In search of a better life, many migrants try to cross the “world’s deadliest frontier” – the Mediterranean Sea. Despite the risks, the International Organization for Migration says the number of people crossing has doubled in the first half of this year to an estimated 77,000.
This reporter witnessed a first crossing into the Mediterranean Sea in international waters off the Libyan coast in an inflatable rescue ship sent by the SOS Mediterranean group. Before that a small wooden boat was dancing on the waves. I was dark He heard the desperate voices of over 100 migrants on the ship. It became clear what it’s like to float in the middle of no engine and only the stars as a witness to your presence.
The rescue team provided life jackets in case the overloaded boat broke down. Then the migrants started entering the rescue boat one by one. No one was left behind. For him this small step was a big leap towards a better life.
Conditions at sea could be catastrophic, said one rescuer, who identified himself only as Tengu.
“We have operations with people suffering from bullet wounds. Sometimes you have people who are already suffocated, killed in targets for whatever reason. So, it’s very different all the time,” Tangi said.
Powered by heavy dual engines, the rescue boat returned to mothership Ocean Viking, which is chartered by SOS Mediterranei. Negotiating the rocky waves, the migrants climbed the ladder on the ship.
On Ocean Viking, the rescued found clothing and a place to sleep. Some migrants sat on wooden decks, while others took refuge in containers converted into accommodations.
There was Salim, a 40-year-old veil-maker from Syria who fled his country to keep his son out of the army. They were playing dominoes. His son’s name is Mahmud.
“I come with my father from Syria because I can go to war (get draft) after reaching the age of 18. So, I have come with my father to Libya and from Libya to Italy ”
The father and son and more than 300 other rescued migrants spent their time during the rescue operation, while enduring encounters with the Libyan coast guard, which is known to push migrants back into Libya.
Rescue coordinator Anita told that the Coast Guard does not have jurisdiction.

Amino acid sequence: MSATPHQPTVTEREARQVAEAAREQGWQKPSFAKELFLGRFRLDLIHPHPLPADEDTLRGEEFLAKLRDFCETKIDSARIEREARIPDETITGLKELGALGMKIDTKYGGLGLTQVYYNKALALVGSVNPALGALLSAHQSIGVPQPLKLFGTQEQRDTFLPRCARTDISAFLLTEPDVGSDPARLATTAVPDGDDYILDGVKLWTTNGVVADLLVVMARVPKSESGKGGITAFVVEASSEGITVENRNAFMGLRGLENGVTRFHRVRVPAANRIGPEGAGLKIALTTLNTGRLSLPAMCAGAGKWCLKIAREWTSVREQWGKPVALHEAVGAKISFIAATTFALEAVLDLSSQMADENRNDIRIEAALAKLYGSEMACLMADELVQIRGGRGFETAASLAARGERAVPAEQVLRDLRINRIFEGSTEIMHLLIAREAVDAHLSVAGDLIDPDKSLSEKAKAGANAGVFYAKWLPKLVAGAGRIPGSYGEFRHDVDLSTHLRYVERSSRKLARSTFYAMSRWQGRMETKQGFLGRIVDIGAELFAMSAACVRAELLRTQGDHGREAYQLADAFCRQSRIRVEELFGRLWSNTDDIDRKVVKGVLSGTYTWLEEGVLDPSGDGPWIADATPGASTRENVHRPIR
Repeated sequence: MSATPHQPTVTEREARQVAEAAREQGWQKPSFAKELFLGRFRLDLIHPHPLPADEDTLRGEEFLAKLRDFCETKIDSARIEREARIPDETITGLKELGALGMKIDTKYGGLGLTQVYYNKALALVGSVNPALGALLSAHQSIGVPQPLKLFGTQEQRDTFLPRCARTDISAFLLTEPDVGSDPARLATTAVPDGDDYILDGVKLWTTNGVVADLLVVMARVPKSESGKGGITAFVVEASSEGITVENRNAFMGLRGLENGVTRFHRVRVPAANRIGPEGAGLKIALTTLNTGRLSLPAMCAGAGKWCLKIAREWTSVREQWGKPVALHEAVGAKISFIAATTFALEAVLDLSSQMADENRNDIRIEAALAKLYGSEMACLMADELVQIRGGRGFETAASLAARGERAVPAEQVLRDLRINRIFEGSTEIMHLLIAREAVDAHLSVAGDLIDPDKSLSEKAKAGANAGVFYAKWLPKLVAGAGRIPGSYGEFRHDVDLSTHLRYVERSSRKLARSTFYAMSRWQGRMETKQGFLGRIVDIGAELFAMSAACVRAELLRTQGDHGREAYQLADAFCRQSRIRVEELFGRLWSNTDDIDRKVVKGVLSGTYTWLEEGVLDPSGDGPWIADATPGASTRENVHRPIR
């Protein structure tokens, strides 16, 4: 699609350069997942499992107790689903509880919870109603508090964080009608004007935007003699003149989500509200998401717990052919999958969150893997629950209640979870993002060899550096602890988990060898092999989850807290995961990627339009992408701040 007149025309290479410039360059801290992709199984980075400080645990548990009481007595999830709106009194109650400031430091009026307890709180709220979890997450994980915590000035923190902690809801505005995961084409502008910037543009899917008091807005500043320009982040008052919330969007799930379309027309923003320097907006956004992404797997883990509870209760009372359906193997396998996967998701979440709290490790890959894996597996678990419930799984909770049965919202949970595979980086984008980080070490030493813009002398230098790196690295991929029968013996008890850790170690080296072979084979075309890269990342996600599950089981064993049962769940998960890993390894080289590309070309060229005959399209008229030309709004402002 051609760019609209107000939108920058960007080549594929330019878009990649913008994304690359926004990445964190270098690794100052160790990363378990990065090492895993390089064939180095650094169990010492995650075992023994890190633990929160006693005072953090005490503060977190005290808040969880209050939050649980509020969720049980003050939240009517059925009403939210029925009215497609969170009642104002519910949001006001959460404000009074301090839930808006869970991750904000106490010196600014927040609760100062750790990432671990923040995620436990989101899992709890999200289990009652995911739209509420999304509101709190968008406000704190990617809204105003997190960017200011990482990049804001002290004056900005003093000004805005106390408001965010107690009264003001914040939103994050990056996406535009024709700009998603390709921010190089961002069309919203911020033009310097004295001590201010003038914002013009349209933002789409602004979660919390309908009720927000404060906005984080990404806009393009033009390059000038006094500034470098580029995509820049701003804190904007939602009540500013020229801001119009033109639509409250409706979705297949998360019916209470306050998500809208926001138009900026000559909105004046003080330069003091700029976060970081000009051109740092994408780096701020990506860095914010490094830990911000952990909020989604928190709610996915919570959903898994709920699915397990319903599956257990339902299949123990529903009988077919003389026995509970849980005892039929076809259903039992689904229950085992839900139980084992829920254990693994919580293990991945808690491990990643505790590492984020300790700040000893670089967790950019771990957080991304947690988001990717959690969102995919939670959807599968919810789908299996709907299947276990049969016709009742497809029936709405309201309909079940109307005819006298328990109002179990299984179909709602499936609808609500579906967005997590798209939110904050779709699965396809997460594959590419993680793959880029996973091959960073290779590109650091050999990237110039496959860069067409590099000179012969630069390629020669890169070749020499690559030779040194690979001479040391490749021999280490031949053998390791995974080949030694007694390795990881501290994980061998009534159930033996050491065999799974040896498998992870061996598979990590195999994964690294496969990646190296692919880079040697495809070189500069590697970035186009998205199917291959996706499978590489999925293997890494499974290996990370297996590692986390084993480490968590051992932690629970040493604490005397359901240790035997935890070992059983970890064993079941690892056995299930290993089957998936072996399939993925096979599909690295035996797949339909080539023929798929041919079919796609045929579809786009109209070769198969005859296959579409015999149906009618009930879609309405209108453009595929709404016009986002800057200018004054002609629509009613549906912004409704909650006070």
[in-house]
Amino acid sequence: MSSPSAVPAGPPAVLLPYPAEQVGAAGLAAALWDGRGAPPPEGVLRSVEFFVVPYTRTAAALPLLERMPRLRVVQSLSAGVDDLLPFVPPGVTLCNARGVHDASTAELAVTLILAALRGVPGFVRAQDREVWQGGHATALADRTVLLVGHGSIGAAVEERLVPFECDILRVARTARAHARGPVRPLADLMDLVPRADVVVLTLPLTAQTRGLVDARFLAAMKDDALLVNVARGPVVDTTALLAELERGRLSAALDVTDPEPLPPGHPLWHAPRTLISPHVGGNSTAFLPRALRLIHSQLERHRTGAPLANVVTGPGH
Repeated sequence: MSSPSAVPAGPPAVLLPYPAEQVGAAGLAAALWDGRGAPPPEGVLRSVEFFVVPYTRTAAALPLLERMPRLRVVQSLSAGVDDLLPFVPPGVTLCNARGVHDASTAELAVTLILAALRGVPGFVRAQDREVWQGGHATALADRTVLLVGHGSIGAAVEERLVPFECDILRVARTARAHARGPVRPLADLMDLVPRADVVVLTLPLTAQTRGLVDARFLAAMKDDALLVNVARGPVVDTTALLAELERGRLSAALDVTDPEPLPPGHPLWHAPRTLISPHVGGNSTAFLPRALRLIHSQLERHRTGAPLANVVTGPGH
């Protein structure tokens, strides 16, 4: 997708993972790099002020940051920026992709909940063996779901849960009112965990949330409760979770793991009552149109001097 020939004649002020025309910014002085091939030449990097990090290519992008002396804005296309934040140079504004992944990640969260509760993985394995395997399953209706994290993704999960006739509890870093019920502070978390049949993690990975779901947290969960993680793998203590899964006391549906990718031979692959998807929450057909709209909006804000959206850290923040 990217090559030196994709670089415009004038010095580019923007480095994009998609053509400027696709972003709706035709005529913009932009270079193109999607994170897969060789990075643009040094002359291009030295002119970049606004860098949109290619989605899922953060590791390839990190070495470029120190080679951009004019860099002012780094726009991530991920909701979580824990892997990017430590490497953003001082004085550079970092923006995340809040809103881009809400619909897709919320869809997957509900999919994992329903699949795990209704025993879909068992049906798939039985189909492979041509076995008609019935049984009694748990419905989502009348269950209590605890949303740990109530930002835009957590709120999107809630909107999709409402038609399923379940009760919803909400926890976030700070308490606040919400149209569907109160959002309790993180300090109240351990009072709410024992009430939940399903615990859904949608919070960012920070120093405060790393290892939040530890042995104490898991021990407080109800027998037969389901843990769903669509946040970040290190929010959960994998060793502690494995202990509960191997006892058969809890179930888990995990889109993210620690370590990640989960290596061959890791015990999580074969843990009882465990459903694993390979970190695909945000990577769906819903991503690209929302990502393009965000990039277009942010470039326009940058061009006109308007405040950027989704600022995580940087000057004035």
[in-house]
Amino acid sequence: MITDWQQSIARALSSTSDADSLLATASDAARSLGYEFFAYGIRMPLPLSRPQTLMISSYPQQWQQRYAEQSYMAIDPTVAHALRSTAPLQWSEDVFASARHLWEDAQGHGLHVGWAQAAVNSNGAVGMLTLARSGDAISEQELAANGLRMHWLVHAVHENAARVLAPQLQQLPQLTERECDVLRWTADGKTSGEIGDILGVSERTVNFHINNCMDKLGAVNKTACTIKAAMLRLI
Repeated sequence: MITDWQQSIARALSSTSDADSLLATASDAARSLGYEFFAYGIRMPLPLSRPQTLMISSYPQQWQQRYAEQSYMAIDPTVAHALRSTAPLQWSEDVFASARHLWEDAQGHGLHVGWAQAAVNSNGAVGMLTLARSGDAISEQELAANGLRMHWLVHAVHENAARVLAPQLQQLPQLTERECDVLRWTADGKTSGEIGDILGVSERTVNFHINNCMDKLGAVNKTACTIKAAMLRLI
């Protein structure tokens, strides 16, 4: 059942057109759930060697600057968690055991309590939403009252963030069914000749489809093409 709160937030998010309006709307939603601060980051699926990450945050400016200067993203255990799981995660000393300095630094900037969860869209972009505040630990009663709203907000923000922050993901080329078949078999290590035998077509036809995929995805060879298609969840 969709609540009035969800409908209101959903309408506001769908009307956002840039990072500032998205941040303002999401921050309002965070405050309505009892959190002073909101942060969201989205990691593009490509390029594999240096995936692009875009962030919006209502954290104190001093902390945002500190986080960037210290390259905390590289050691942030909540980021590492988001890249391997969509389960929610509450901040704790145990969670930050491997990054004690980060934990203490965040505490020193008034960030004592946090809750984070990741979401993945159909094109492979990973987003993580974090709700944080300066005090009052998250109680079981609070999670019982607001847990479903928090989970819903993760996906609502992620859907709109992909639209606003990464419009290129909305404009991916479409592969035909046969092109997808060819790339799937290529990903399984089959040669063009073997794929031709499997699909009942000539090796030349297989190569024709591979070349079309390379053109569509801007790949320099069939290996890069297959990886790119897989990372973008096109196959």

“I think they are coming to try and intimidate us into our waters, which in any case we will never go under Libyan waters,” she said.
The International Organization for Migration attributes the increase in the number of new arrivals to the deteriorating human rights situation in Libya. Diaspora across Africa seeks security in Europe like 32-year-old Nigerian Annabelle Phillips, who came with her child, Clement.
“Security of life which I did not get in Nigeria. – And for your child? And for my child, because there is no security like here in Nigeria,” she said.
Ocean Viking operates in an area the size of Denmark, making the chances of finding a migrant boat minimal.
Critics argue that rescue operations invite migrants to take deadly risks. But Ocean Viking’s communications officer Claire Juchat disagrees.
“We can clearly see even in April 2020 during the COVID times, when the outbreak of the pandemic paralyzed the world, people kept running, but we learned more reports of shipwrecks,” Juchat said.
After taking the survivors, the Ocean Vikings set out for Italy. Migrants play and sleep all day, until excitement sets in when a seriously ill man is hauled to the port of Lampedusa by the Italian Coast Guard. Then four days later comes the long-sought moment.
The work of a port of protection ends a journey that took years for the few survivors. The next step is to see if they have COVID-19. They will then be transferred, on land, to centers where it will be determined whether they can be classified as asylum seekers, refugees.
Ocean Viking arrives at the port of Augusta in Sicily. The gangway was down. The crucial moment has come for the migrants. Will they actually step on the ground and be safe after a dangerous journey?
Encouraged by the SOS rescuers, they proceeded cautiously. A tap on the shoulder, an apostle whispered the last words in the ear, and they entered a tent where officers recorded arrivals.
Then another journey begins. It could take years to be granted asylum, and the unlucky could be sent back home, or disappear into Italy’s hard-hit informal economy.